Often, the things that are hardest to face are things we simply can’t understand. And in those
cases, there are two kinds of people in the world: Those who seek to understand and those who
refuse to understand.
This is a book for those who want to understand something few people truly understand or can
comprehend, because we have no experience on which to base understanding. I was such a person
just two years ago. I didn’t know a single transgender person. I had never met a transgender
person. I didn’t understand what it meant to be transgender. In a word, I was ignorant. And I’m a
One Sunday afternoon, I sat in a meeting at church where a pediatrician friend and a geneticist
friend used a whiteboard to explain to us what “gender dysphoria” is and why we as Christians
should understand it. What I heard blew my mind. As a relatively well-educated person and as
someone who strives to be compassionate to all people, I couldn’t imagine why I hadn’t known
any of this before.
Here’s what I learned: There is a difference between sexual orientation and gender identity.
Sexual orientation is about who you love, and gender identity is about who you are. I also learned
about the growing body of scientific research on gender appearance and gender identity and how
these get formed in the womb—usually in ways that are aligned but sometimes in ways that are
misaligned. I learned about how anatomy, chromosomes and brain cells must line up like three
cherries on a slot machine for most of us to experience unconflicted gender identity.
And then my pediatrician friend said this: “We must believe that even if some people got a lower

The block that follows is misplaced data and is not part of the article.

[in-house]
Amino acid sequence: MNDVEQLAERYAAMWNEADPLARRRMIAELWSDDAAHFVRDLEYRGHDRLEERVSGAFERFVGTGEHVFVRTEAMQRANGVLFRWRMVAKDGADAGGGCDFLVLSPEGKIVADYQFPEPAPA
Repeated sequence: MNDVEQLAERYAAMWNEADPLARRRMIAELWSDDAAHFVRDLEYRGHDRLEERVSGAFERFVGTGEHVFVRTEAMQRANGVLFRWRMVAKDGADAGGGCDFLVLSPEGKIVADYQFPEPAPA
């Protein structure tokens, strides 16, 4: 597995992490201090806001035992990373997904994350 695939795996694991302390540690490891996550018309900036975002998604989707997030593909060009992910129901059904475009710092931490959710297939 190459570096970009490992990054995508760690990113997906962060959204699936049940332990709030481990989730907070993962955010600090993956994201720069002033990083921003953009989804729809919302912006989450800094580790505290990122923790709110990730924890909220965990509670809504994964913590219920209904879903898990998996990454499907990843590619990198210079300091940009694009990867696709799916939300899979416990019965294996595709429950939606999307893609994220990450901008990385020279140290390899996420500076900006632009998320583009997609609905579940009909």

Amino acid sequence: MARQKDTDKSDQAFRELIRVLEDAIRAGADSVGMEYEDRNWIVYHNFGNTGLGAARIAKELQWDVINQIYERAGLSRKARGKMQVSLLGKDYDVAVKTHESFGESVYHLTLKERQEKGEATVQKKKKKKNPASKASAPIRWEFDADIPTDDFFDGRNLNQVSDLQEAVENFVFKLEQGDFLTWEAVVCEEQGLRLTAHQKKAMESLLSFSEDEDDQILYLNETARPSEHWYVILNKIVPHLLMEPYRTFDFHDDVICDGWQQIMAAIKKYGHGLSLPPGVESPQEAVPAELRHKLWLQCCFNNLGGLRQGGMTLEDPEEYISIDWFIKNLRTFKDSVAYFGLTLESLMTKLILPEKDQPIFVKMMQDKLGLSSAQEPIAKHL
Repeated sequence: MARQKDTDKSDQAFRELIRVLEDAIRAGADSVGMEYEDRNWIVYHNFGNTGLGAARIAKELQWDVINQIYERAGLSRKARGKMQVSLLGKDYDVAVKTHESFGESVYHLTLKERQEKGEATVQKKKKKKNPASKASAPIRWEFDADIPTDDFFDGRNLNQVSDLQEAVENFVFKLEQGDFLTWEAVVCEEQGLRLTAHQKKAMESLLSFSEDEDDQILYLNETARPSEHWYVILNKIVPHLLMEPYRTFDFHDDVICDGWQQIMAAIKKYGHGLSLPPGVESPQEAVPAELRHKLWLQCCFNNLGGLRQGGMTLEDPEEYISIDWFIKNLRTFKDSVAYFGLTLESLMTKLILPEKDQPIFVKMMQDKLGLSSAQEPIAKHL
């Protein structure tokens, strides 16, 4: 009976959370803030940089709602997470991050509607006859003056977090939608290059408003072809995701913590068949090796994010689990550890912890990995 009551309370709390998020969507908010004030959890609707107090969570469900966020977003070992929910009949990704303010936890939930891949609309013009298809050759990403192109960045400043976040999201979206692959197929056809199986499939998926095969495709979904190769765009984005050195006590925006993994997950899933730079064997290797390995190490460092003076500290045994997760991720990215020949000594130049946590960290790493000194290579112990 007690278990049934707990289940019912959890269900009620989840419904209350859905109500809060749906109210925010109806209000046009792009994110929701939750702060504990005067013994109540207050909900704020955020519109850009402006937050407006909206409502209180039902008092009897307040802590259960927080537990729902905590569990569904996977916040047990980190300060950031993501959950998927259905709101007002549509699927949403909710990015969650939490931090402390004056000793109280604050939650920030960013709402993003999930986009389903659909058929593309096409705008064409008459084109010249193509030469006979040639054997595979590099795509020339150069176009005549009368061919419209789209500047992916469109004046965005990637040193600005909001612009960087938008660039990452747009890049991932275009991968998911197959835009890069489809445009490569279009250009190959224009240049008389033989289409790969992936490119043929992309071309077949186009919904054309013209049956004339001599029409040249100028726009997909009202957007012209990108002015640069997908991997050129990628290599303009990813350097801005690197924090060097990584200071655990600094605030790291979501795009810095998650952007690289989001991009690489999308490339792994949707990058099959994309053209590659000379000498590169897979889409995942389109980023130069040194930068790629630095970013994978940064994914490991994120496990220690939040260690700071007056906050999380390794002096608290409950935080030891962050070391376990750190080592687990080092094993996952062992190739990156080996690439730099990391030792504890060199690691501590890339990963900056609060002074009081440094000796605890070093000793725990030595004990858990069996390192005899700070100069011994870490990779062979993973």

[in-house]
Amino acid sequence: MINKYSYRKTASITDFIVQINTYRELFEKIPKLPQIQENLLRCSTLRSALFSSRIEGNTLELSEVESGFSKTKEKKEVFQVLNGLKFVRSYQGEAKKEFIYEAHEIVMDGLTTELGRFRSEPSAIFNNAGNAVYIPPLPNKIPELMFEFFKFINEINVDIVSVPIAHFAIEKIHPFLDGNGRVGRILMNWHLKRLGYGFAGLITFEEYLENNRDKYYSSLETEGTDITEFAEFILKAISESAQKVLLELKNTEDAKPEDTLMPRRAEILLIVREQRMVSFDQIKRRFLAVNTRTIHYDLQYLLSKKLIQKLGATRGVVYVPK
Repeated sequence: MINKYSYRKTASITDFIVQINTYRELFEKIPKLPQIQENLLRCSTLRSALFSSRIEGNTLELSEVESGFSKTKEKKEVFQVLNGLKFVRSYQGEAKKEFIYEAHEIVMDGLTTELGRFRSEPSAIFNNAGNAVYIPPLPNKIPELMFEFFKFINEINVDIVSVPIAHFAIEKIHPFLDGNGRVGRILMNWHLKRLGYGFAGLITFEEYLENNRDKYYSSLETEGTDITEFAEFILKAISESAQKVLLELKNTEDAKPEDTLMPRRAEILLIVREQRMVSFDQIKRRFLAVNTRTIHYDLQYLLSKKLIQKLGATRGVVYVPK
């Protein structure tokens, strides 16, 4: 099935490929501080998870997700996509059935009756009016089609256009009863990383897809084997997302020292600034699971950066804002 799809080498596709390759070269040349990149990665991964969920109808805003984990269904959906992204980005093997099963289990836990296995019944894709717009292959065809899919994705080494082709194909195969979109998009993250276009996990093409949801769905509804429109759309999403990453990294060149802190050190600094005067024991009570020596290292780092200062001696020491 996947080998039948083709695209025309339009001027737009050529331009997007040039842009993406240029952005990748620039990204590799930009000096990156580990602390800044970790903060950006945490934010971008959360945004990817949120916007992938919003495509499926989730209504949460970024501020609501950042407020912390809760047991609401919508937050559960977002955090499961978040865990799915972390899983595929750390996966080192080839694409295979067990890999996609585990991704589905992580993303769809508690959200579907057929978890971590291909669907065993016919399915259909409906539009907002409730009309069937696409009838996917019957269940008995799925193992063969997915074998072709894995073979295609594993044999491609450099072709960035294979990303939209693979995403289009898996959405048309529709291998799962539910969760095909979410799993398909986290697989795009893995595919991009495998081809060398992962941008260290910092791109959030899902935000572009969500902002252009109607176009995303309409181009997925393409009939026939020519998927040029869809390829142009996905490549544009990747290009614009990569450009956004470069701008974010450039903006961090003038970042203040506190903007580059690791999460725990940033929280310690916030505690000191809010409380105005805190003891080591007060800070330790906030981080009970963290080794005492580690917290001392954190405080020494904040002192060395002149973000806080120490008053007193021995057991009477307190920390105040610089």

dose of a chromosome, or an enzyme, or a hormonal effect, that does not mean they got a lower
dose of God’s image.”
Her words echoed in my head and my heart for several days. And then the Spirit moved in me in
a way I could not control: I wrote down what I had learned and submitted it to a national news
service where I’m a regular columnist. I could not have predicted what those words would
unleash, as the column quickly went viral and today has been viewed by more than one million
In that column, “Seven Things I’m Learning About Transgender Persons,” I confessed that I
didn’t know any transgender persons. Within hours, my phone began ringing, my email inbox
began pinging and Facebook Messenger poured in messages from people around the world
saying: “I read that you don’t have any transgender friends. I’ll be your transgender friend.
“In just two weeks, I engaged in more than 450 personal conversations about the column. And
95 percent of those were positive, many filled with heart-wrenching stories of oppression,
confusion, family estrangements and rejection by the church. I heard from transgender persons,
from their parents and siblings and coworkers.
And I began meeting face-to-face with some new friends who are transgender. We met for lunch
or dinner or coffee and spent hours getting to know one another. They were shocked that a Baptist
pastor would sit down to hear from them, and I was shamed to hear their stories of pain and
suffering and how difficult it was sometimes just to be able to use the restroom in peace. And I
was changed forever.
Every transgender person I have talked with has told me they knew from their earliest awareness,
from when they were four, five or six years old, that they were not the gender inside that they
appeared to be outside. Most didn’t know what to do with this conflict and were afraid to speak
it out loud. Many tried to repress it, sometimes through misguided religious strictness. Sometimes
they had no words or role models to make sense of who they were. And most of the time, when
they finally came to grips with the reality they had known all along, they were rejected by their
churches, by their families and certainly by their friends.
Laurie Scott is one of the people I met as a result of that column and the TED Talk that resulted
from the column. I have been moved by her story, by her passionate Christian faith and her
willingness to step outside her comfort zone to help others find peace in reconciling their faith
with who they know they are inside.
Seeking to understand something that previously seemed so outlandish has changed me for good
and for good. My prayer is that reading Laurie’s compelling story of life into death into life will
change you for good and for good.
From “God Doesn’t Make Mistakes: Confessions of a Transgender Christian” by Laurie Suzanne Scott